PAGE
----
Removing Stucco Trim

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  #1  
Old 07-31-15, 04:58 PM
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Removing Stucco Trim

Hi,

I need to prep a door opening for door replacement on a stucco house. Home built about 20 years ago and it has the blue insulation layer under the stucco. I took off an electrical box to check the wall construction and it's grey house wrap, blue foam insulation, metal lath and stucco.

The door opening has a foam trim element around it, about 4" wide on the sides of the door and a much larger key design at the top.

I'm thinking take an angle grinder with diamond cut off blade to score the edge where trim meets wall and the use a mason chisel to remove trim? I will be replacing trim with a new identical piece and I'm thinking if I minimize damage to surrounding wall outside of trim stucco repair will be easier.

For the door replacement I'm pretty sure I can limit the cut width to 4" wide thus all stucco removal should be under the trim element.

Also, I have no problem with hiring a stucco contractor to repair the door area but is it within the capability of DIY'r to stucco the trim piece? I'm concerned a stucco contractor may not even want to bother with a small job like this. My stucco finish is a very rough, non-knock down type finish.

BTW, my stucco is painted.

thanks
 

Last edited by AlexH; 07-31-15 at 06:10 PM.
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  #2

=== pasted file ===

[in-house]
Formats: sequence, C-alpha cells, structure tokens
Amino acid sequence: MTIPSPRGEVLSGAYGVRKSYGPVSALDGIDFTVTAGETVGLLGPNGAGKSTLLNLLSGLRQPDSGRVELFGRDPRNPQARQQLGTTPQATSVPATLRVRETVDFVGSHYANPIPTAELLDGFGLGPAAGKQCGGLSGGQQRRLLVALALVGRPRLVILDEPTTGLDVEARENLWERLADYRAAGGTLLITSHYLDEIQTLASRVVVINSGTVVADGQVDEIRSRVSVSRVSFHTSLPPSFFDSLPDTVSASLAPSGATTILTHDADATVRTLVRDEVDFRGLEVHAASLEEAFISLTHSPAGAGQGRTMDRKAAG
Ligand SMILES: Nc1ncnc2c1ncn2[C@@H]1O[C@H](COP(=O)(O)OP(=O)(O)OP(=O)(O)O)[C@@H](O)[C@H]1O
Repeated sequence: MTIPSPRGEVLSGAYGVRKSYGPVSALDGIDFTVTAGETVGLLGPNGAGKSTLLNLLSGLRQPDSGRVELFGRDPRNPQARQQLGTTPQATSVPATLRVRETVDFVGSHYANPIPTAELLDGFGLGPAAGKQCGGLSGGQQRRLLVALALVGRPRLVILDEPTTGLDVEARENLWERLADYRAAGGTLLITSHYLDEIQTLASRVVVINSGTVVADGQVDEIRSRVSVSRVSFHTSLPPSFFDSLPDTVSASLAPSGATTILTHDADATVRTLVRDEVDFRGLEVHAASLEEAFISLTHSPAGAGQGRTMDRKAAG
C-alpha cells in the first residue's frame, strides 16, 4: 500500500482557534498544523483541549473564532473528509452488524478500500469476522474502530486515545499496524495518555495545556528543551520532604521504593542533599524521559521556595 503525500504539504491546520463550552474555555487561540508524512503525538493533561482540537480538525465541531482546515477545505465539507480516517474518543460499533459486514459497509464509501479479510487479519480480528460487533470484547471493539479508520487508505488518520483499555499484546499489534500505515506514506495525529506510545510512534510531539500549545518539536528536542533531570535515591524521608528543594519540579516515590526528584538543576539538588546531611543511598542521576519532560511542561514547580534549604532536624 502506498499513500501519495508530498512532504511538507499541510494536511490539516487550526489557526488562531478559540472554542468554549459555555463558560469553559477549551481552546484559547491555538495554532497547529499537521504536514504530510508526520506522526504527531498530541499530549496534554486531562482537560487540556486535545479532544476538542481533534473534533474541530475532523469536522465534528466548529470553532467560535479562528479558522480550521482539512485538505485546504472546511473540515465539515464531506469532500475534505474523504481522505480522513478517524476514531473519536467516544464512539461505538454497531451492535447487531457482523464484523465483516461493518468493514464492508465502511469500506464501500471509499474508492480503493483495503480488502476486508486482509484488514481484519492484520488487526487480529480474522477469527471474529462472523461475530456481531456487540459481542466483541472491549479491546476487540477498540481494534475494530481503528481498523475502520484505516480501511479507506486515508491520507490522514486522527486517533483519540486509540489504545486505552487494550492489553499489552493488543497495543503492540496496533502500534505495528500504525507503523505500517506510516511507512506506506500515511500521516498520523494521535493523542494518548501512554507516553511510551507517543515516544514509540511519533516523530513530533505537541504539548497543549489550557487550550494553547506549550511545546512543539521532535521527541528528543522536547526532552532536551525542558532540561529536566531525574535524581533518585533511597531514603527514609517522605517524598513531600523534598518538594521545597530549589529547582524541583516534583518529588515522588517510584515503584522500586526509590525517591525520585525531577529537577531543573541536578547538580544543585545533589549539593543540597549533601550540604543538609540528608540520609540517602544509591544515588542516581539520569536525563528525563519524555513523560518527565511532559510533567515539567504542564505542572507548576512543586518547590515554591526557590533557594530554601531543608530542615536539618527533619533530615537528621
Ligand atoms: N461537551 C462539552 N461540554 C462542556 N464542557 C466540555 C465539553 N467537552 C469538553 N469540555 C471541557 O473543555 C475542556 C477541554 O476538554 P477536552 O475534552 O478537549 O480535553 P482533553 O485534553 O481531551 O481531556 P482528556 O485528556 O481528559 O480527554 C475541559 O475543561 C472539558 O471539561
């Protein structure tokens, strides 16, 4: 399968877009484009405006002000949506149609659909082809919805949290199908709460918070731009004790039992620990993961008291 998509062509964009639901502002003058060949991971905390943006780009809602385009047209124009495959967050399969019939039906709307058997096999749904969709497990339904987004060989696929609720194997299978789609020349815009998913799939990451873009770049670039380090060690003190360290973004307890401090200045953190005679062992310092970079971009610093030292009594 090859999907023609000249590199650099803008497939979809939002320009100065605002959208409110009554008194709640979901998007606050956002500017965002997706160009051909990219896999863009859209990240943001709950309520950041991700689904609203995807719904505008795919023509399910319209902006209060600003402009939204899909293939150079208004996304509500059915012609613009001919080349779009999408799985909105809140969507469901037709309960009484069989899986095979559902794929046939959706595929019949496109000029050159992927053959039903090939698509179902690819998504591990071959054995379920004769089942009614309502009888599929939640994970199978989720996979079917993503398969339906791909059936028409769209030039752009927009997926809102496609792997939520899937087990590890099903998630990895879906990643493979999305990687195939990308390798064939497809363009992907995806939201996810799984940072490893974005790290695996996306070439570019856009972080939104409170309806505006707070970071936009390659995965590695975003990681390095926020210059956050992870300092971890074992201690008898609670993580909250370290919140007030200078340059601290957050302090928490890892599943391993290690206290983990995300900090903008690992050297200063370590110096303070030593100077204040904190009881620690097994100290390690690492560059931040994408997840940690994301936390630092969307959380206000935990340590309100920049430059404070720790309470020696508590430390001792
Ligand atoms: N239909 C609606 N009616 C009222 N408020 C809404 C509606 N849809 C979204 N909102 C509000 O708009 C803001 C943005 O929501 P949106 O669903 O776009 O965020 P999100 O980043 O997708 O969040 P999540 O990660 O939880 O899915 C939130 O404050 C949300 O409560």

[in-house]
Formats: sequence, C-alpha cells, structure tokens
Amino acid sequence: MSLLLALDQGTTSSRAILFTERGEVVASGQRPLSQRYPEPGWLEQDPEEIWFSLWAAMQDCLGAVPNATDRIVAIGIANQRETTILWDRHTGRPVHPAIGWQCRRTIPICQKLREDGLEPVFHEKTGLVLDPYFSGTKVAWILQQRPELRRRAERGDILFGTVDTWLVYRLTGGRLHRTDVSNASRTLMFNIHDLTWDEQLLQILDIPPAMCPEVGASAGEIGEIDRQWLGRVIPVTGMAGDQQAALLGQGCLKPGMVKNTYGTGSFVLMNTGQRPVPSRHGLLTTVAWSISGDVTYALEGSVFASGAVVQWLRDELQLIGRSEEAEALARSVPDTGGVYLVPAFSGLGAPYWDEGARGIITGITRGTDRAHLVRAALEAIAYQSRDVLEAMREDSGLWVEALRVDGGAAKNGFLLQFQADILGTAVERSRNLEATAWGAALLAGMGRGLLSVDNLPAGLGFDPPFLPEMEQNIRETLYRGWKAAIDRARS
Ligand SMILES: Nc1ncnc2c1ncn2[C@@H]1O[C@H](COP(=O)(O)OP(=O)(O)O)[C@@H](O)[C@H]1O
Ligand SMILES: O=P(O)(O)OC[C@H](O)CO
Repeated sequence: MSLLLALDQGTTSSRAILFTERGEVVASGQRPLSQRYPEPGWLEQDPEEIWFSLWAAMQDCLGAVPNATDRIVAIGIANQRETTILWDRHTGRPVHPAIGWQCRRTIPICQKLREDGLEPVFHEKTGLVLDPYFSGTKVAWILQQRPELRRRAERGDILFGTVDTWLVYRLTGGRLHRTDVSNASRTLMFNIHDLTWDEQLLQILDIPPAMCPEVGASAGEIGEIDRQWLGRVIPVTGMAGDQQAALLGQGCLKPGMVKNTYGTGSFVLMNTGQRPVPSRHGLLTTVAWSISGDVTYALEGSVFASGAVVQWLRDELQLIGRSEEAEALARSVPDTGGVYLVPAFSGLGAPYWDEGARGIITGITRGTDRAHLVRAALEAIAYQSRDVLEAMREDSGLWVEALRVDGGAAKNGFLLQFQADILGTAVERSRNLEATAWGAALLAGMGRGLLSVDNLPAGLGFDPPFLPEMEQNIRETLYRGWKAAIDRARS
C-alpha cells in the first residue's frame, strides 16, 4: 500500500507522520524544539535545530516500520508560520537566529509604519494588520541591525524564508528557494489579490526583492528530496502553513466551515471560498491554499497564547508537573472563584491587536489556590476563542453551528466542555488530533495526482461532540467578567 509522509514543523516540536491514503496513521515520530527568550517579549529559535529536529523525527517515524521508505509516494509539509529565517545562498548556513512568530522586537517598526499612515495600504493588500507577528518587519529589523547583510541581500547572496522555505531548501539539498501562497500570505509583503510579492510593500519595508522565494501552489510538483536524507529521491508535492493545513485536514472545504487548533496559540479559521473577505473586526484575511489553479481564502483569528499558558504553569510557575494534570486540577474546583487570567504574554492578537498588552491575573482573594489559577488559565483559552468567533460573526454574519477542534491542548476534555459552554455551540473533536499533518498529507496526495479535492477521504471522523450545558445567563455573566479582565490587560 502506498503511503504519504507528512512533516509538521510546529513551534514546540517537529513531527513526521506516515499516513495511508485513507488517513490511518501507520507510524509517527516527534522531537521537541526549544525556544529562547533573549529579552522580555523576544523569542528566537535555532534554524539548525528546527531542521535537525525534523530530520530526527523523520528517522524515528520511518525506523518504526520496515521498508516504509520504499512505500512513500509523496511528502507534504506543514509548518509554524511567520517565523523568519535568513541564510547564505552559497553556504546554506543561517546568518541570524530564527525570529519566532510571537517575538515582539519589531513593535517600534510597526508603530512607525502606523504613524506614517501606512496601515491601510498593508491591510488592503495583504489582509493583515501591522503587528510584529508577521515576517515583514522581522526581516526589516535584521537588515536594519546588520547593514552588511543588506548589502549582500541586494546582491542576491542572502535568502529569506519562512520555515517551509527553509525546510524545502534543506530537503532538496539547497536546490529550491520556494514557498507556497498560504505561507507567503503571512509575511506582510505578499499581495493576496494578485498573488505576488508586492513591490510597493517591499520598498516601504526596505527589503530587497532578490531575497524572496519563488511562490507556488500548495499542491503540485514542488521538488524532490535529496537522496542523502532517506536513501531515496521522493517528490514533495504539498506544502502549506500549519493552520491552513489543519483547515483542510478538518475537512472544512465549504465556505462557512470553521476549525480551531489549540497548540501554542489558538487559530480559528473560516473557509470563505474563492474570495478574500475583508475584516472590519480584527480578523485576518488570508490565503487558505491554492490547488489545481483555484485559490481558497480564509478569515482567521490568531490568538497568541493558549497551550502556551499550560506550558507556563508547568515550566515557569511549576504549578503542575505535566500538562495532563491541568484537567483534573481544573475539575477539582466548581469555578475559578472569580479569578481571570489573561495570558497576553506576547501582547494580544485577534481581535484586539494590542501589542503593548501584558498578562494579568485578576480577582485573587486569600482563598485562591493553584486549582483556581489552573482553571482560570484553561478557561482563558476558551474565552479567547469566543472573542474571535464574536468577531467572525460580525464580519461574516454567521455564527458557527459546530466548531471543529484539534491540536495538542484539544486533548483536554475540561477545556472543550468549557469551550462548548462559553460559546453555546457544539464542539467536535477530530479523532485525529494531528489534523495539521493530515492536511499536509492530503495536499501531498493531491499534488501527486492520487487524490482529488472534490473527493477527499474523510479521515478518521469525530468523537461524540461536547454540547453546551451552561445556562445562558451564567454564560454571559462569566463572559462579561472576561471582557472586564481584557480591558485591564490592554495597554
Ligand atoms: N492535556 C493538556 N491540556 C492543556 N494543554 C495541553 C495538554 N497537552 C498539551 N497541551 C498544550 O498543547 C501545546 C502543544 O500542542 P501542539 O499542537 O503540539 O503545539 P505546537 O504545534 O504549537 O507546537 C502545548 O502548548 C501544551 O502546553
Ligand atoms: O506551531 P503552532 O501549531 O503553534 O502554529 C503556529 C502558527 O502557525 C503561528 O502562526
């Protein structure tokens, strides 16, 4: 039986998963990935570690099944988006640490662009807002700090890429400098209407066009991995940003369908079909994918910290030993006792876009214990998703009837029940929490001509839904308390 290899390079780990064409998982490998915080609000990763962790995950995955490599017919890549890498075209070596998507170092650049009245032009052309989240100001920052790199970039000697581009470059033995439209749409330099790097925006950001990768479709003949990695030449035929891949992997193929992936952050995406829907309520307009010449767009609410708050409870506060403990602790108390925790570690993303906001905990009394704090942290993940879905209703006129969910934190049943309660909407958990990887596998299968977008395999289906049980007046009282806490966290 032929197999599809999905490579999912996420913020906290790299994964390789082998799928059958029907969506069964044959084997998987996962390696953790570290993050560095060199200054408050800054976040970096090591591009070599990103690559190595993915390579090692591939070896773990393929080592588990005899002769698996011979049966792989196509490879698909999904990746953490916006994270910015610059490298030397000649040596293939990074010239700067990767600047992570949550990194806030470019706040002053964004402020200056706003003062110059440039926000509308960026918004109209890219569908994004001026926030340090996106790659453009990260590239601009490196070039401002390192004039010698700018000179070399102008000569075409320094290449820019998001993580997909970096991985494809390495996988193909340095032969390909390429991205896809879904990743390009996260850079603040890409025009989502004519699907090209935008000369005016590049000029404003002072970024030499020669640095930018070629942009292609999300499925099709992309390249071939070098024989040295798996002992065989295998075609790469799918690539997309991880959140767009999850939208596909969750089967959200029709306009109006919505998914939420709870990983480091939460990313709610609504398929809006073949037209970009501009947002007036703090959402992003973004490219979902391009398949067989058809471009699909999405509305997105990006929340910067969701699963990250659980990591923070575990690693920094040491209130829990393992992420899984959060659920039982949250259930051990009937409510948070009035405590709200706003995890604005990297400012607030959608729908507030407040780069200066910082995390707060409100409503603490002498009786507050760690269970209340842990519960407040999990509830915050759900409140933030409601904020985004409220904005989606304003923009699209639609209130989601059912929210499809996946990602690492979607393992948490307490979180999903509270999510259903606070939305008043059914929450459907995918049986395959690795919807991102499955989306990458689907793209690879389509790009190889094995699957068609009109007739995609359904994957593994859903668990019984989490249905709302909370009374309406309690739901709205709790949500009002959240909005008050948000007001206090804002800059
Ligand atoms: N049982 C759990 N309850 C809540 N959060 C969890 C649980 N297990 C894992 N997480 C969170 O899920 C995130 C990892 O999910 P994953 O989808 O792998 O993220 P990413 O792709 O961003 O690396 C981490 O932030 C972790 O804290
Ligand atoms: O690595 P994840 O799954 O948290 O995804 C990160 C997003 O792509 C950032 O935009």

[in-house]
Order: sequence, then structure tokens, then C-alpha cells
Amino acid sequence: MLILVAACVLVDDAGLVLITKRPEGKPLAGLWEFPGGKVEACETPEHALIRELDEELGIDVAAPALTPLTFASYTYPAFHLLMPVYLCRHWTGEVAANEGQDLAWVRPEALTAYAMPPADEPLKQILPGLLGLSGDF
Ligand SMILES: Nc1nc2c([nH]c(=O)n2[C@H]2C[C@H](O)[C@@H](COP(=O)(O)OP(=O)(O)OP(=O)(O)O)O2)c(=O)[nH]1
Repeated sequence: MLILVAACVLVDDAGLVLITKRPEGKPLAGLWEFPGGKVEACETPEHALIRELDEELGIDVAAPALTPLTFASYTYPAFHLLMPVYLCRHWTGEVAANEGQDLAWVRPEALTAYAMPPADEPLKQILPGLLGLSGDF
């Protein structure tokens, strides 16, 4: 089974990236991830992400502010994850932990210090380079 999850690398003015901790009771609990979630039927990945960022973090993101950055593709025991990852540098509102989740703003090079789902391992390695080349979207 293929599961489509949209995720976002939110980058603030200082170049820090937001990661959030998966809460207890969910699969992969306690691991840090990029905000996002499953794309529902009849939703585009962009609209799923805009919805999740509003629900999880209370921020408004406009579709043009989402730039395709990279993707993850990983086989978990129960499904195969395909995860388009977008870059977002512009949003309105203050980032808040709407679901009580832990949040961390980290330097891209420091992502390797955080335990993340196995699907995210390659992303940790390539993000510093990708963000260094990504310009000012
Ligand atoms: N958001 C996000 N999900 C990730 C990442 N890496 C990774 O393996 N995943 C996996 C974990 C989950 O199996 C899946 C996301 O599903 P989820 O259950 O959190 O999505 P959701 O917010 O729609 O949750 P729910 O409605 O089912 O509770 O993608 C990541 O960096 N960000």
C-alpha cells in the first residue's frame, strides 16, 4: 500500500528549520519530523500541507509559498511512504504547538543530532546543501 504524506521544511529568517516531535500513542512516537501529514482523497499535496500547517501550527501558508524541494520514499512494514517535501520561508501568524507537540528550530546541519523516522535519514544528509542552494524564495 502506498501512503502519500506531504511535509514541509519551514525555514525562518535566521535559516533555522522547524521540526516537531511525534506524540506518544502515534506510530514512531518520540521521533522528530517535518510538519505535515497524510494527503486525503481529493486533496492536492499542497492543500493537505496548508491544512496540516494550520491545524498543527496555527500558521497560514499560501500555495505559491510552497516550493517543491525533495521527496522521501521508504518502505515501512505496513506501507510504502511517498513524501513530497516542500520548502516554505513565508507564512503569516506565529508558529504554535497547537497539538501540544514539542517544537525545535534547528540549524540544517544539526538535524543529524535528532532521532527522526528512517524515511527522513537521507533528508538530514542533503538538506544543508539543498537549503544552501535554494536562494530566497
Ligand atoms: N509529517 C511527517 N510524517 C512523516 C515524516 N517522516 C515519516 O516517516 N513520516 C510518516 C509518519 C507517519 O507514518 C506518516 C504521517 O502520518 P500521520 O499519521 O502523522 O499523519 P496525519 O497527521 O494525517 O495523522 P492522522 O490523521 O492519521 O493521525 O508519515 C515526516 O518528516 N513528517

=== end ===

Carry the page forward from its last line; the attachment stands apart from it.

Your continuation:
Old 07-31-15, 06:40 PM
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Usually the trims are applied with an acrylic modified mortar after the base coat has been applied to the house. The trims are then usually finished with a spray applied finish before the finish is applied to the field of the job.

If your field finish is different from the trim finish then, as you stated, you want to be careful about removing the trim and preserving the finish in the field.

I would score the edge with the grinder but I don't think you are going to need a mason's chisel to remove the trim. I might try cutting it into lengths with the diamond grinder and then using a thin blade tool like a stiff putty knife to break the foam free of the adhesive mortar. You will then probably have to grind off the adhesive mortar with a diamond cup wheel in the grinder to get to the original stucco base coat. Of course, any grinding operation should include respiratory protection and closing adjacent windows and doors.

As far as the repairs, you may be able to purchase and set the trim pieces and eliminate a trip for whomever does the finish coat. If you try to do the finish you will need to ,know exactly how the finish material was applied and it would be nice to have the color code for what was used, you can paint the finish coat to better match the original finish if you save a piece of the original and take it to a paint store to analyze the color.

The biggest problem with you setting the trim is that you probably would end up purchasing more material than you need for the job just because of the way it is packaged. A contractor will have the material at hand and use what he has to and be able to take what is left to another job.
 
  #3  
Old 07-31-15, 07:55 PM
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I went ahead and removed some of the trim.
There appears to be 2 layers of house wrap, a lower one under the door fin and another over the door fin.

I assume I should make every effort to preserve these and install the new door the same way but with addition of the flashing tape over the fin (Pella actually has very good instructions). I suppose I could try to save the chicken wire - might help prevent a crack?

Also, should I cut the stucco with a circular saw to get as straight a cut as possible thus making it a bit easier to fit the foam or should I even bother to replace the foam? My stucco cut is still under the trim piece.

thanks again

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Last edited by AlexH; 07-31-15 at 08:31 PM.
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